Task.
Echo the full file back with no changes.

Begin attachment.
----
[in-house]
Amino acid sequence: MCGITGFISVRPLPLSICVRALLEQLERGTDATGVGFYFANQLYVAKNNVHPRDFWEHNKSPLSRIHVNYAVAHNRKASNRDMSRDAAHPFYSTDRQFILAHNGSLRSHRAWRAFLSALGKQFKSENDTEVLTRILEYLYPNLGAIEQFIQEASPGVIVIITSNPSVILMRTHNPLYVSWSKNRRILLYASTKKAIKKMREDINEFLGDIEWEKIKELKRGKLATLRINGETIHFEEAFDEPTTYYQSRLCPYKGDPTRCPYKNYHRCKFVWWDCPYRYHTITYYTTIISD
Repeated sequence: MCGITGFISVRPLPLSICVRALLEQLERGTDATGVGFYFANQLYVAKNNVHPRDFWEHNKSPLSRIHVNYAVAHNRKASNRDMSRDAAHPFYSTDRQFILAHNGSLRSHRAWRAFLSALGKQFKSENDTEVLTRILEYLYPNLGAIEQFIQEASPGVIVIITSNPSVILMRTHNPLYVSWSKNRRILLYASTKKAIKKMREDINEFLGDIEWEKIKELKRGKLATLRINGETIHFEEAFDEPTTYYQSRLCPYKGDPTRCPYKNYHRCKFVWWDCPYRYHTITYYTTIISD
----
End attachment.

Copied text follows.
[in-house]
Amino acid sequence: MCGITGFISVRPLPLSICVRALLEQLERGTDATGVGFYFANQLYVAKNNVHPRDFWEHNKSPLSRIHVNYAVAHNRKASNRDMSRDAAHPFYSTDRQFILAHNGSLRSHRAWRAFLSALGKQFKSENDTEVLTRILEYLYPNLGAIEQFIQEASPGVIVIITSNPSVILMRTHNPLYVSWSKNRRILLYASTKKAIKKMREDINEFLGDIEWEKIKELKRGKLATLRINGETIHFEEAFDEPTTYYQSRLCPYKGDPTRCPYKNYHRCKFVWWDCPYRYHTITYYTTIISD
Repeated sequence: MCGITGFISVRPLPLSICVRALLEQLERGTDATGVGFYFANQLYVAKNNVHPRDFWEHNKSPLSRIHVNYAVAHNRKASNRDMSRDAAHPFYSTDRQFILAHNGSLRSHRAWRAFLSALGKQFKSENDTEVLTRILEYLYPNLGAIEQFIQEASPGVIVIITSNPSVILMRTHNPLYVSWSKNRRILLYASTKKAIKKMREDINEFLGDIEWEKIKELKRGKLATLRINGETIHFEEAFDEPTTYYQSRLCPYKGDPTRCPYKNYHRCKFVWWDCPYRYHTITYYTTIISD